Saffron is the world’s oldest and most expensive spice, made from the dried stigma of crocus sativus flowers, a small perennial plant that only grows in three regions globally. This spice is available in three distinct types: Kashmiri, Iranian, and Spanish.
Kashmiri Saffron, also known as “Shahi Saffron” and “Mogra Saffron,” is the most potent variety of this spice. It has an extraordinary aroma and adds powerful colors and flavors to your recipes. This variety of saffron is considered the finest in the world and is the most expensive, as it is difficult to obtain. A hundred kilograms of fresh flowers yield only about three kilograms of saffron. It is dark red and has long, perfect strands…
Saffron is a spice derived from the flower of Crocus sativus, commonly known as the “saffron crocus”. The vivid crimson stigma and styles, called threads, are collected and dried for use mainly as a seasoning and coloring agent in food. Saffron has a long history of use in traditional medicine. Saffron has also been used as a fabric dye, particularly in China and India, and in perfumery. It is used for religious purposes in India.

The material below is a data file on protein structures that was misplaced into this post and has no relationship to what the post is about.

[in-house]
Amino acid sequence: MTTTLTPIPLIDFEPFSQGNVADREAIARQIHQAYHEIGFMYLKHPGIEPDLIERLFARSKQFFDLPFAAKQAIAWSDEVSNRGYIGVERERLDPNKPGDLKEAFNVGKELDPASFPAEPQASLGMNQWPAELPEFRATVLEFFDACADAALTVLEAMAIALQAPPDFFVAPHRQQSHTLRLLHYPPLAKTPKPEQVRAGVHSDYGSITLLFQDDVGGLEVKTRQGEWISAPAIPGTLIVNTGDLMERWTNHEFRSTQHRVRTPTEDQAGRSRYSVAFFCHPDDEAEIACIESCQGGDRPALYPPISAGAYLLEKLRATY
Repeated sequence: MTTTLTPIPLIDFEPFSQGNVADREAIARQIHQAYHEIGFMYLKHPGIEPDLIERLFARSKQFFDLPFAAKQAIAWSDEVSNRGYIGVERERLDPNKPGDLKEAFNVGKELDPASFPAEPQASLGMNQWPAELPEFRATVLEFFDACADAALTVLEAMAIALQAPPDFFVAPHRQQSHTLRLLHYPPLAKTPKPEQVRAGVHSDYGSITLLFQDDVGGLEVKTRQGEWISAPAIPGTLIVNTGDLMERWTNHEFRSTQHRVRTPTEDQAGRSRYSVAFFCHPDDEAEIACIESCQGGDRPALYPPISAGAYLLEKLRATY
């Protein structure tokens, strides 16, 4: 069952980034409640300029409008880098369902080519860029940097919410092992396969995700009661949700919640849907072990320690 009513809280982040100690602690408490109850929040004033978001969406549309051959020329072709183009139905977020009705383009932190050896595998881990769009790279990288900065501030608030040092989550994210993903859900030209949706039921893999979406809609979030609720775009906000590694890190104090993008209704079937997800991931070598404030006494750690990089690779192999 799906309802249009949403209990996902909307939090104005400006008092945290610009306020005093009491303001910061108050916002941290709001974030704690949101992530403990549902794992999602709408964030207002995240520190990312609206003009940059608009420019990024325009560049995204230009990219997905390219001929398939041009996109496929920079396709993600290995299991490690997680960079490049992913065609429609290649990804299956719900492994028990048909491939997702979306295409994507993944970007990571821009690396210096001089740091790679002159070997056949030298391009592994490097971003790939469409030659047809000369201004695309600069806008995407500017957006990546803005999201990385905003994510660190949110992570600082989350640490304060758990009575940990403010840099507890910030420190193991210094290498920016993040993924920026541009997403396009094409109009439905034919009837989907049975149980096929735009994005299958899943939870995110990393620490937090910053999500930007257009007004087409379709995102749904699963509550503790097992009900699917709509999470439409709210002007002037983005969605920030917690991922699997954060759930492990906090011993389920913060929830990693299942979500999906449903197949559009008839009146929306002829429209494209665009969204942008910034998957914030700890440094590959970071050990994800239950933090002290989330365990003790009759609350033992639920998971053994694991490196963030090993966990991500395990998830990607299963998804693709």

Dried saffron is 65% carbohydrates, 6% fat, 11% protein (table) and 12% water. In one tablespoon (2 grams; a quantity much larger than is likely to be ingested in normal use) manganese is present as 29% of the Daily Value, while other micronutrients have negligible content (table).
Pure and organic Kashmiri Saffron improves mood and cures depression. It reduces the symptoms of PMS and also promotes learning and memory retention. A topical application of pure and organic Kashmiri Saffron may help reduce acne, dark spots, and blemishes.
Saffron will not spoil, but will lose flavor within six months if not stored in an airtight, cool and dark place. Freezer storage can maintain flavor for up to two years.